In a recent poll on teenagers, Family Ties Key to Youth Happiness, 73 percent of 1,280 people ages 13 and 24— said their relationship with their parents makes them happy.
73 percent is a huge number. And if parents just do this one right, the world is your oyster, as they say.
It makes our life simpler, don’t you agree? Instead of thousands, you now only have to focus your parenting effort on just one thing: Creating a happy relationship with your child.
After all, who doesn’t want a happy child?
With this alone, it can help solve many social problems caused by broken families such as runaway teens, child depression, and so on.
But the big question is how? How do we create a close family relationship? Frankly, it’s no secret. Spending time with family is the only way.
That said, please don’t let your maid or nanny do the job for you. As a parent, you have to do it yourself, hands on.
Here’s a list bonding ideas that can help you foster a happy and closer family relationship with your child. By no means it’s an exhaustive list, so feel free to add.
Also keep in mind that this process takes time. Don’t expect that you can do wonders with your relationship with your child just by spending one night with him.
- Have a date. Fix a day of the week for your family. If you do this, every member of the family knows that no other activities to be scheduled for this time slot. It’s specially reserved for the family. Also, it removes the need to fix appointments if you family chooses to meet up.
- Private time. As a parent, you should spend private time with your child, one to one. Just be together, share your day, and exchange thoughts on certain issues. It could be a few minutes session.
- Super fast bonding techniques. No time for building parent-child relationship? Why not try these 5 minutes or less bonding activities. My daughter loves Rock-Paper-Scissors game very much.
- Listen and acknowledge the feelings, good and bad. Whether your child comes running home with exciting news from school, or sad news that he lost football match, be there for him. Just listen and acknowledge their feelings. Be objective and don’t give comments unless being asked. Don’t make assumptions by their expressions and behaviors. Make sure everything is fine and let him know that you’re always there for him, no matter what happens.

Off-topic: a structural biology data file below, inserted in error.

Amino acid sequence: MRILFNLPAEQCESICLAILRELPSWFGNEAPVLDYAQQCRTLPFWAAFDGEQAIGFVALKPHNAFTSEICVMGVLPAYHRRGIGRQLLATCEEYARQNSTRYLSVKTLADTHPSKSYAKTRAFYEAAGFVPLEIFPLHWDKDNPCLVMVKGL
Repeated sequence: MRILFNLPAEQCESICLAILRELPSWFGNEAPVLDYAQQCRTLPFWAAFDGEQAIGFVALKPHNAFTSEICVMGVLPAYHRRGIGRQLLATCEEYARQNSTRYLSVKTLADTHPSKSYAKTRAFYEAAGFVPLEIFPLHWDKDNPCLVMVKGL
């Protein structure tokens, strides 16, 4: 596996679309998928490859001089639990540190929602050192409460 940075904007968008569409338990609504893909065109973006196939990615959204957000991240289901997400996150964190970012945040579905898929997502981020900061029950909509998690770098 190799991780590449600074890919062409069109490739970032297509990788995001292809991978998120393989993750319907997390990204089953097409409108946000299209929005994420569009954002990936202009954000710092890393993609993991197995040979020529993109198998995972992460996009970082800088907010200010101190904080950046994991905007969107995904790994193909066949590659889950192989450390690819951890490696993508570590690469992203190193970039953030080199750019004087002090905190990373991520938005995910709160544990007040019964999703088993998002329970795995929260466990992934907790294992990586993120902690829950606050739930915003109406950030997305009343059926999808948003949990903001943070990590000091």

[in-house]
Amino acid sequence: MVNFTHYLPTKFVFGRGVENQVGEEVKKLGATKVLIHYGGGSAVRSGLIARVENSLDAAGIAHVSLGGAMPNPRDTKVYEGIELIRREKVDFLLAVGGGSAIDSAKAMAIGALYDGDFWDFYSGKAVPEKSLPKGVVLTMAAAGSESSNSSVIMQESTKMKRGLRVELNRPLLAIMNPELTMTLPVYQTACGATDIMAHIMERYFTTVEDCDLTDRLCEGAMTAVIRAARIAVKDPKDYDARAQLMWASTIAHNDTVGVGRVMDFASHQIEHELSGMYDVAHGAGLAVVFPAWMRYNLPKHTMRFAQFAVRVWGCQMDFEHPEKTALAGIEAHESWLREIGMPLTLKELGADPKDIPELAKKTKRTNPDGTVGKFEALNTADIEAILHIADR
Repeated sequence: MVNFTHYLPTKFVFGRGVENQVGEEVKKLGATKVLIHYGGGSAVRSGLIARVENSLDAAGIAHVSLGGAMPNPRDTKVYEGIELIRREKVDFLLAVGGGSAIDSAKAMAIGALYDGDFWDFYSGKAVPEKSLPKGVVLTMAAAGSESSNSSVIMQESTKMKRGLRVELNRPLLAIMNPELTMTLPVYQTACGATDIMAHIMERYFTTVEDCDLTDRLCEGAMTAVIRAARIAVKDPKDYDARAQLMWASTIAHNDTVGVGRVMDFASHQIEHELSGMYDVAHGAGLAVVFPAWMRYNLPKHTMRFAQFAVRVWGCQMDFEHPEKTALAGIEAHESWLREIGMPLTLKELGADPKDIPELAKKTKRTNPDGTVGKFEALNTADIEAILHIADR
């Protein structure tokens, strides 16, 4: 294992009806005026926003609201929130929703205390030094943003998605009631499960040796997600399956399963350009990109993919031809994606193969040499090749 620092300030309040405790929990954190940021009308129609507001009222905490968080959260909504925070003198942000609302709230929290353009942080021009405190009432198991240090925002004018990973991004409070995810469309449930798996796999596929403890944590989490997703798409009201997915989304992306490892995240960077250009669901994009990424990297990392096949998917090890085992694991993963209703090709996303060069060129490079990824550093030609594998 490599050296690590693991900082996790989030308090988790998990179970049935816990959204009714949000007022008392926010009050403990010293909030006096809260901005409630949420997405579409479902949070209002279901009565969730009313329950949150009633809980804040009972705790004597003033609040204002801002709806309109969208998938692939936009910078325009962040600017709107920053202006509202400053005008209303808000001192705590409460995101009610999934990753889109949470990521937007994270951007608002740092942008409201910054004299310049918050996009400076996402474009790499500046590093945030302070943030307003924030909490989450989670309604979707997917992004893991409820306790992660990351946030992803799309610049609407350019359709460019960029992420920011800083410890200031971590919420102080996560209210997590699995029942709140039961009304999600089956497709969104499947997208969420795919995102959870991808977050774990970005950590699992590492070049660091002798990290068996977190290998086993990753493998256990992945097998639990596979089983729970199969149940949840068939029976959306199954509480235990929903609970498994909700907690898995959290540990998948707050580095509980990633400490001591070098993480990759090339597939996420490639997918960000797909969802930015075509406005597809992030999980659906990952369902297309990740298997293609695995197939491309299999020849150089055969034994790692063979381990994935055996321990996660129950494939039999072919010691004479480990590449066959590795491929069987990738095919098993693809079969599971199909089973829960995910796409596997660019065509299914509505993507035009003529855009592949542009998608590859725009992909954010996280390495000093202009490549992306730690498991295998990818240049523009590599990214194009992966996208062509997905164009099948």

- Play together. Family bonding gets closer through play. There are many activities you can do with your child. Some could be as simple as watching the birds in the garden. Here’s a list of 70 toddler games for bonding.
- Take note of their interests. Different children have different interests. Some good at singing. Some good in games. Whatever it is, observe and take note of your child’s interest and guide him to fully utilize his talents by signing up for classes or hire him a coach. By doing this, your child knows that you care for him. Please don’t ask your child to be a doctor if he scares the hell out of sighting bloods.
- Have dinner together. Make it a point for your family to have dinner together every night. It’s good to get together and to catch up with each other. No one should be spared except with a valid reason. Traditional Asian families still practice this.
- Weekend trips. Have a weekend trip to somewhere out of town. If your family loves food, go to a nearby town to hunt for food. It’s fun to explore new places with your family. And also to get away from places you already know by heart, once in a while. If you love nature, use weekends to visit waterfalls, mountains, beaches, and jungles. Or you can do adventure sports with your family.
- Don’t over-control. This is a tricky issue. But you have to strike a balance between control and freedom. Don’t be a helicopter parent by keeping tab on your child 24/7. Give freedom to your child to do what he wants, to make decisions on his own and to go where he wants to go. Offer them suggestions, but without controlling their ideas and behaviors. Over-control creates rebellious children, especially those who seek freedom and don’t like to be controlled. Many teens run away from home because they feel that they don’t have freedom at home.
- Trust, love and respect. Shower your child with love and affection. Trust your child that he can make the best decisions for himself. Respect your child for the decisions he makes. Don’t force him to follow your way. You can only guide them. Final decisions should come from your child. Sometimes, it’s better for your child to make mistakes if you want him to drive home a powerful lesson.
- Share your side of your story. Many parents tend to ask too many questions to their child and forget one thing: share your own stories. Why not you take the initiative and share your likes, dislikes, feelings, childhood stories with your child. When I did this, my daughter was very interested to know the other side of me. It’s a good way for your child to get to know you better and what you value.
- Don’t compare. We adults hate it when someone is trying to compare you with others. How would you feel when your wife says this to you: “Kathy’s husband mops floor and he cooks too, what do YOU know?” Furious? But we always do this to our children. I always tell my daughter, “Everyone is different and unique.” So stop comparing your child with other kids. If you compare, you make your child feel bad. Worse, he’s going to try to emulate the person to gain you back – by losing his identity. You shouldn’t compare as your child is the only one in the world and he’s the best.